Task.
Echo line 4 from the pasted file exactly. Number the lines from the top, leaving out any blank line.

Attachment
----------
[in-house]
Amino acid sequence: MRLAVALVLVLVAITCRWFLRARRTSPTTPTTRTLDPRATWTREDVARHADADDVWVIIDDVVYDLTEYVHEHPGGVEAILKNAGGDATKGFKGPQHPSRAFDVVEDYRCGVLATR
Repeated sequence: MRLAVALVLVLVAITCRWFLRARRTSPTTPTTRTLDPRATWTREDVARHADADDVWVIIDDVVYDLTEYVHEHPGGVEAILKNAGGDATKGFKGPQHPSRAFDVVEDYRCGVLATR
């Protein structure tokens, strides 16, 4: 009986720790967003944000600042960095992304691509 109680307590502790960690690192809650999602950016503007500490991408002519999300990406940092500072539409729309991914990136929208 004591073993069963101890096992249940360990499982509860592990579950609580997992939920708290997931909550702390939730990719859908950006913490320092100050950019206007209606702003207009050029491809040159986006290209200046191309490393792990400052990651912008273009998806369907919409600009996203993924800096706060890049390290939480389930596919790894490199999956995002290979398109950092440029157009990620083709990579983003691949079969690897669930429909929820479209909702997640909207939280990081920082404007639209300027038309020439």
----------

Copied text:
């Protein structure tokens, strides 16, 4: 009986720790967003944000600042960095992304691509 109680307590502790960690690192809650999602950016503007500490991408002519999300990406940092500072539409729309991914990136929208 004591073993069963101890096992249940360990499982509860592990579950609580997992939920708290997931909550702390939730990719859908950006913490320092100050950019206007209606702003207009050029491809040159986006290209200046191309490393792990400052990651912008273009998806369907919409600009996203993924800096706060890049390290939480389930596919790894490199999956995002290979398109950092440029157009990620083709990579983003691949079969690897669930429909929820479209909702997640909207939280990081920082404007639209300027038309020439």